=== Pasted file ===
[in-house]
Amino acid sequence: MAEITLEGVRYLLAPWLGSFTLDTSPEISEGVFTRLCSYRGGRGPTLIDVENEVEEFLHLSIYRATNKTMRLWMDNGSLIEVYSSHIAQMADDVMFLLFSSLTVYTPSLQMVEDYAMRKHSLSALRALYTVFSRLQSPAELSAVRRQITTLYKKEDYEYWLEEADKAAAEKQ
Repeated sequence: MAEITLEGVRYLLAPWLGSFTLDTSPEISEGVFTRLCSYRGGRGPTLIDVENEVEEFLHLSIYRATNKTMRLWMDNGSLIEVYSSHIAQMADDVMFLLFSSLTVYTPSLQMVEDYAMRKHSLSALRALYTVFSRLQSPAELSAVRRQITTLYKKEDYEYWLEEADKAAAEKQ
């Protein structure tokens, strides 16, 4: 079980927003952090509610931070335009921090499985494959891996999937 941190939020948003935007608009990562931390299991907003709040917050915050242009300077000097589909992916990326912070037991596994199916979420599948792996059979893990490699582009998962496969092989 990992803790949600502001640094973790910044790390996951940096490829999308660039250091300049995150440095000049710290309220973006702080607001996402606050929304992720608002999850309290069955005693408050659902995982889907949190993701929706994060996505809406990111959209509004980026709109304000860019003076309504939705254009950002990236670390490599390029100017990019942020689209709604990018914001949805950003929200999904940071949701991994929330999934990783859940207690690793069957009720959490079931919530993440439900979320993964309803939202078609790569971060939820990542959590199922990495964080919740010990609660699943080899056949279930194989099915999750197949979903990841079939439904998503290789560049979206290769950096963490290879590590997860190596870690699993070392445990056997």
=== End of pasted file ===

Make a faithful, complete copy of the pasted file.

[in-house]
Amino acid sequence: MAEITLEGVRYLLAPWLGSFTLDTSPEISEGVFTRLCSYRGGRGPTLIDVENEVEEFLHLSIYRATNKTMRLWMDNGSLIEVYSSHIAQMADDVMFLLFSSLTVYTPSLQMVEDYAMRKHSLSALRALYTVFSRLQSPAELSAVRRQITTLYKKEDYEYWLEEADKAAAEKQ
Repeated sequence: MAEITLEGVRYLLAPWLGSFTLDTSPEISEGVFTRLCSYRGGRGPTLIDVENEVEEFLHLSIYRATNKTMRLWMDNGSLIEVYSSHIAQMADDVMFLLFSSLTVYTPSLQMVEDYAMRKHSLSALRALYTVFSRLQSPAELSAVRRQITTLYKKEDYEYWLEEADKAAAEKQ
């Protein structure tokens, strides 16, 4: 079980927003952090509610931070335009921090499985494959891996999937 941190939020948003935007608009990562931390299991907003709040917050915050242009300077000097589909992916990326912070037991596994199916979420599948792996059979893990490699582009998962496969092989 990992803790949600502001640094973790910044790390996951940096490829999308660039250091300049995150440095000049710290309220973006702080607001996402606050929304992720608002999850309290069955005693408050659902995982889907949190993701929706994060996505809406990111959209509004980026709109304000860019003076309504939705254009950002990236670390490599390029100017990019942020689209709604990018914001949805950003929200999904940071949701991994929330999934990783859940207690690793069957009720959490079931919530993440439900979320993964309803939202078609790569971060939820990542959590199922990495964080919740010990609660699943080899056949279930194989099915999750197949979903990841079939439904998503290789560049979206290769950096963490290879590590997860190596870690699993070392445990056997």